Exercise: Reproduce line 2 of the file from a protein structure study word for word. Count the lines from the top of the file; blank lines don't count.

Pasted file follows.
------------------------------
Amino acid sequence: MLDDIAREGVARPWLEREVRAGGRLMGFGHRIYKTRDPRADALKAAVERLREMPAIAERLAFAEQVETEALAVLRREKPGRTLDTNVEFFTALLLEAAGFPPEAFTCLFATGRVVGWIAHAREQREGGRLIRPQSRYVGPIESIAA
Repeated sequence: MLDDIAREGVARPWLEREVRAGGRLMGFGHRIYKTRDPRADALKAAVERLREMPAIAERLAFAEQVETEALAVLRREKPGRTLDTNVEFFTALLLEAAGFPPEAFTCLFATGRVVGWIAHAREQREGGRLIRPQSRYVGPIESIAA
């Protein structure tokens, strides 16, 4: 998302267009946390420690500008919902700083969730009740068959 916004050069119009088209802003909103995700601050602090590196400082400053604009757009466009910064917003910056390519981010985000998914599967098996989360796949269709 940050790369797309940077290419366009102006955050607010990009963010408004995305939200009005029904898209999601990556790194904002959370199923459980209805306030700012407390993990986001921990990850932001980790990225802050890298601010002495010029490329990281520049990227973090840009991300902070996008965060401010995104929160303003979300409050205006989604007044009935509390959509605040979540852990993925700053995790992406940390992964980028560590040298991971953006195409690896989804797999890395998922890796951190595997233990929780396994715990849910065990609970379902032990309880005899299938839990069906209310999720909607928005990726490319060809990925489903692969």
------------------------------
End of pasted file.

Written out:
Repeated sequence: MLDDIAREGVARPWLEREVRAGGRLMGFGHRIYKTRDPRADALKAAVERLREMPAIAERLAFAEQVETEALAVLRREKPGRTLDTNVEFFTALLLEAAGFPPEAFTCLFATGRVVGWIAHAREQREGGRLIRPQSRYVGPIESIAA